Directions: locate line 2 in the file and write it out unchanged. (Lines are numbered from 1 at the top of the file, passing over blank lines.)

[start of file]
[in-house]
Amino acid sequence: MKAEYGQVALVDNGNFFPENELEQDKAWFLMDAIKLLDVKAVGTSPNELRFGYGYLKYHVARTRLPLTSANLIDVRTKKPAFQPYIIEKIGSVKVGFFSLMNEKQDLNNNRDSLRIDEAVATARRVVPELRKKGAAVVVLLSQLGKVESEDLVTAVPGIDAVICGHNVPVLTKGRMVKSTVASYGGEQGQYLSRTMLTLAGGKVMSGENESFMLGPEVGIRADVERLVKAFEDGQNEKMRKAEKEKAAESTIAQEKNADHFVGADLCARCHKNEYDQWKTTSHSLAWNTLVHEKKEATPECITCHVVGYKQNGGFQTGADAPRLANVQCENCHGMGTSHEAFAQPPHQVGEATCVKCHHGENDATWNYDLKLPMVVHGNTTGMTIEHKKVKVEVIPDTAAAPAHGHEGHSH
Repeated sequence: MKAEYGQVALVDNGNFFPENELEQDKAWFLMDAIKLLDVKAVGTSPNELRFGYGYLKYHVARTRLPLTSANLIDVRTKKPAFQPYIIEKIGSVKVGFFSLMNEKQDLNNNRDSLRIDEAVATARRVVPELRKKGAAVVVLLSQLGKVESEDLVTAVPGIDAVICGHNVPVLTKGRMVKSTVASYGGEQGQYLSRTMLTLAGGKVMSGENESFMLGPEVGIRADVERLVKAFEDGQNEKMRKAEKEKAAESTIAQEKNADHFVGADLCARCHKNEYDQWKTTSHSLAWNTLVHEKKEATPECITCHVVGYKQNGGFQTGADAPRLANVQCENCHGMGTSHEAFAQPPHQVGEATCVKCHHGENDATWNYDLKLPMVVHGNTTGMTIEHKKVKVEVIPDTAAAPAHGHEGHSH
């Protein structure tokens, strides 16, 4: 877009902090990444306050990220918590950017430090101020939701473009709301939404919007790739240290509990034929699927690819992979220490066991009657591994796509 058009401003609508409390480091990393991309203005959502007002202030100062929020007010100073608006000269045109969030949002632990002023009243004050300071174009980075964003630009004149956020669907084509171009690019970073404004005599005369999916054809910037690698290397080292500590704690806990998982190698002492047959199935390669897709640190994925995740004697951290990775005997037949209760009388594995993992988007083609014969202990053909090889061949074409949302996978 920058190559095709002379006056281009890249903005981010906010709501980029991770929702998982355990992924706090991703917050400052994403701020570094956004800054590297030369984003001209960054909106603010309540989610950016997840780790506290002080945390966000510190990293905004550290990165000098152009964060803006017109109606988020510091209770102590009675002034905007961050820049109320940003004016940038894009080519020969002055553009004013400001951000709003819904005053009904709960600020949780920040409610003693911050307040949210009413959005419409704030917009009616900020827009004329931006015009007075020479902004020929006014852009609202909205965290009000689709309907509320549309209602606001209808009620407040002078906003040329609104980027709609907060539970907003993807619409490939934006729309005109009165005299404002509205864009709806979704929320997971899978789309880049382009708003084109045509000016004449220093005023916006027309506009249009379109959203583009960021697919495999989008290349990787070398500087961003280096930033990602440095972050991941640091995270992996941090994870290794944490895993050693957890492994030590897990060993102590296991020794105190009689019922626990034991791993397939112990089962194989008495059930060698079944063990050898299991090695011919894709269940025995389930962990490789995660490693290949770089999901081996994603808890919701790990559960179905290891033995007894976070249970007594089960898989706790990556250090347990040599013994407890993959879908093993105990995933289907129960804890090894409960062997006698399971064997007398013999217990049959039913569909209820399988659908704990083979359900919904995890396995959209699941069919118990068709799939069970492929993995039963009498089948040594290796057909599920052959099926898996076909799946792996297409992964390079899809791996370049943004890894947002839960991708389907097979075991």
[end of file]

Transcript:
Amino acid sequence: MKAEYGQVALVDNGNFFPENELEQDKAWFLMDAIKLLDVKAVGTSPNELRFGYGYLKYHVARTRLPLTSANLIDVRTKKPAFQPYIIEKIGSVKVGFFSLMNEKQDLNNNRDSLRIDEAVATARRVVPELRKKGAAVVVLLSQLGKVESEDLVTAVPGIDAVICGHNVPVLTKGRMVKSTVASYGGEQGQYLSRTMLTLAGGKVMSGENESFMLGPEVGIRADVERLVKAFEDGQNEKMRKAEKEKAAESTIAQEKNADHFVGADLCARCHKNEYDQWKTTSHSLAWNTLVHEKKEATPECITCHVVGYKQNGGFQTGADAPRLANVQCENCHGMGTSHEAFAQPPHQVGEATCVKCHHGENDATWNYDLKLPMVVHGNTTGMTIEHKKVKVEVIPDTAAAPAHGHEGHSH